2. Bring in the Baskets

Use baskets to maximize closet space

A basket is a go-to item to declutter and free up space in your walk-in closet. Baskets or storage boxes work best for storage systems that lack drawers. Here you can roll up your clothes, socks, and underwear–in which case it also makes a good storage system to keep hard to find items at arms reach. Lastly, to free up floor space, use stackable baskets as your primary choice.

 

3. Organize Your Drawers

Organize your drawers

At the beginning, you would see your drawers tidy and organized, but before the week ends, it always ends up in a chaotic jumble. To do away with this problem, you can use your shoe boxes as dividers so you can easily find your socks, ties, undies, and whatnot.

 

4. Make Use of Vertical Space

Fold your laundry neatly and keep them vertically

Hangers are notorious for eating up much valuable vertical space that is precious for those with a small closet. Shelves are more flexible than closet rod as they can be used for your accessories and shoes, along with folded clothes. To really save up space, go for a shelving solution that stands from floor to ceiling. Lastly, if you can’t let go of a hanger, keep it short and reserve only for overcoats.

 

 

5. But if You Need to De-Clutter, Use Hangers Efficiently

Make use of closet hangers

You can free up space if you group your short hanging clothes together. The space made available below these short hanging items can be used for storage boxes, additional drawer, or for a shoe rack. So next time you organize your hanging items, group them by length and use the space beneath the short ones for storage.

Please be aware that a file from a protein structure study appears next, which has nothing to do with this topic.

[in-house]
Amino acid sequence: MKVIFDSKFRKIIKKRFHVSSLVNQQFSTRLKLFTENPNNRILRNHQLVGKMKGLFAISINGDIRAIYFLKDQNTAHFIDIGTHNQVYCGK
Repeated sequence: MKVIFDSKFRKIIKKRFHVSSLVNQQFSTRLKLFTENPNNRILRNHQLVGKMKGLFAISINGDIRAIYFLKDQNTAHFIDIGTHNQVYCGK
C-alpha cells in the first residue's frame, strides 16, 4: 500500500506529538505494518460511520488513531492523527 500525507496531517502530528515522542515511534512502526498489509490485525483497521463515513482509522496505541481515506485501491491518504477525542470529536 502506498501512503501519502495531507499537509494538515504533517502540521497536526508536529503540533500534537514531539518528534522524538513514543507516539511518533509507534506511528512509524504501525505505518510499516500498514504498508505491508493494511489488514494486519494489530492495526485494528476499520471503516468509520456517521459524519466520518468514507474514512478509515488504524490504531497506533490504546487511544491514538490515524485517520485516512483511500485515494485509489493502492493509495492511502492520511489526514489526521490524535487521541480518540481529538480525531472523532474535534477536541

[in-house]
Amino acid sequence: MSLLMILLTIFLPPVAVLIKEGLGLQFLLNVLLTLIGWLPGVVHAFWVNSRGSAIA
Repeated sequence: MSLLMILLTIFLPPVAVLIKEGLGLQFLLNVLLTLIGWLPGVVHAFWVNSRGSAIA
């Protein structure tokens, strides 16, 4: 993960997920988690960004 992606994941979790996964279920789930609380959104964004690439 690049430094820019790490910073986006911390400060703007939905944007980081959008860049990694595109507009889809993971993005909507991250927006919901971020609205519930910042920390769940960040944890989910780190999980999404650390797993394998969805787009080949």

6. Get Some S and L Hooks


Make use of S and L hooks

Image Source: Pinterest

Make use of S and L hooks Make use of S and L hooks

Image Source: Pinterest | Pinterest

These cheap and small items are actually great space-savers. L shaped hooks work just intuitively when you want to use a blank wall such as the sides of your closet, the inside of drawers or just right up to the wall. It works best for hanging your tank tops, ties, scarves, and even your jeans. If you place a metal rod in between two hooks, you can make a closet rod to hang your clothes. The S hooks, on the other hand, can make your closet rod twice as useful. And when you run out of space to hang your S hooks, you can simply stick it up on your cubbies and shelves

 

7. Use the Corners Wisely 

Floating corner shelves with storage

Image Source: Pinterest


The most unused space in a walk-in closet are the corners. While many consider it a dead space, it doesn’t have to be especially when you need every inch of your space for storage. One way to maximize the corner is with the use of carousel for your shoes, coats, jeans, scarves and mostly anything. Another way to maximize the corner is to install a DIY shelf.

 

8. Don’t Forget the Back of the Door

Make use of space behind your door

Image Source: Pinterest

Oftentimes, the door is left untouched, when in fact you can use its vertical space for hanging pieces. Your door makes a good space to keep your scarves, ties, handbags, and belts. You can also use the cabinet door where you can place L hooks for your accessories, tank tops, and whatnot if your walk-in closet door runs out of space. Also, the space above the door makes a good place to install a shelf for your winter boots, bedsheet linens, and other items.

 

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Designer Bedroom Pictures by Lugbill Designs

Hi Everyone,

Ever wonder what some of the other projects look like? Well, starting with this post, we are going to try and do a better job of filling you in on some more of the Chicago interior designer remodels that we have done. This week, we’ll start with the bedroom designs that Lugbill Designs has completed. Enjoy!

@ 2019 Lugbill Designs   Downtown 211 W Wacker Dr, Suite 300, Chicago, IL 60606   North Side 7005 North Glenwood Avenue, Chicago, IL 60626-2812    (773) 572-9049